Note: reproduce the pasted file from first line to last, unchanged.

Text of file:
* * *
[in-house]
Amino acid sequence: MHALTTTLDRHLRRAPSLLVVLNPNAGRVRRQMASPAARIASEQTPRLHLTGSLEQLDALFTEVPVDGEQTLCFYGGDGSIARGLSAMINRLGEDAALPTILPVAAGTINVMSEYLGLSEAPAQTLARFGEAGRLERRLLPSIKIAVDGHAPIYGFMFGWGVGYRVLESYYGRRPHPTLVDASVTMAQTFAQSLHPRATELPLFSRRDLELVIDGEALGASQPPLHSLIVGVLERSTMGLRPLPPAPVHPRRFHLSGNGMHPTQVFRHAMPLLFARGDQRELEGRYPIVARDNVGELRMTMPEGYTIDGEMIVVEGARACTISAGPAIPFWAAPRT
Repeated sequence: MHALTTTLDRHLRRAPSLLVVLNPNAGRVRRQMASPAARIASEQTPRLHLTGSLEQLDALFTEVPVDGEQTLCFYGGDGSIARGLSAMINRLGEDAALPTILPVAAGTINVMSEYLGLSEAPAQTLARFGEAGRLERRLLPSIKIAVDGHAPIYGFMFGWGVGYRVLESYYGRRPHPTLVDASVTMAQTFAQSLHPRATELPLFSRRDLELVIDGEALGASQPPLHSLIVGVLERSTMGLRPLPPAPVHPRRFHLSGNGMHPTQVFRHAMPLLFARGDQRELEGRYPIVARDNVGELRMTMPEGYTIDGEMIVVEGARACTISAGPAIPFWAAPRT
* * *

[in-house]
Amino acid sequence: MHALTTTLDRHLRRAPSLLVVLNPNAGRVRRQMASPAARIASEQTPRLHLTGSLEQLDALFTEVPVDGEQTLCFYGGDGSIARGLSAMINRLGEDAALPTILPVAAGTINVMSEYLGLSEAPAQTLARFGEAGRLERRLLPSIKIAVDGHAPIYGFMFGWGVGYRVLESYYGRRPHPTLVDASVTMAQTFAQSLHPRATELPLFSRRDLELVIDGEALGASQPPLHSLIVGVLERSTMGLRPLPPAPVHPRRFHLSGNGMHPTQVFRHAMPLLFARGDQRELEGRYPIVARDNVGELRMTMPEGYTIDGEMIVVEGARACTISAGPAIPFWAAPRT
Repeated sequence: MHALTTTLDRHLRRAPSLLVVLNPNAGRVRRQMASPAARIASEQTPRLHLTGSLEQLDALFTEVPVDGEQTLCFYGGDGSIARGLSAMINRLGEDAALPTILPVAAGTINVMSEYLGLSEAPAQTLARFGEAGRLERRLLPSIKIAVDGHAPIYGFMFGWGVGYRVLESYYGRRPHPTLVDASVTMAQTFAQSLHPRATELPLFSRRDLELVIDGEALGASQPPLHSLIVGVLERSTMGLRPLPPAPVHPRRFHLSGNGMHPTQVFRHAMPLLFARGDQRELEGRYPIVARDNVGELRMTMPEGYTIDGEMIVVEGARACTISAGPAIPFWAAPRT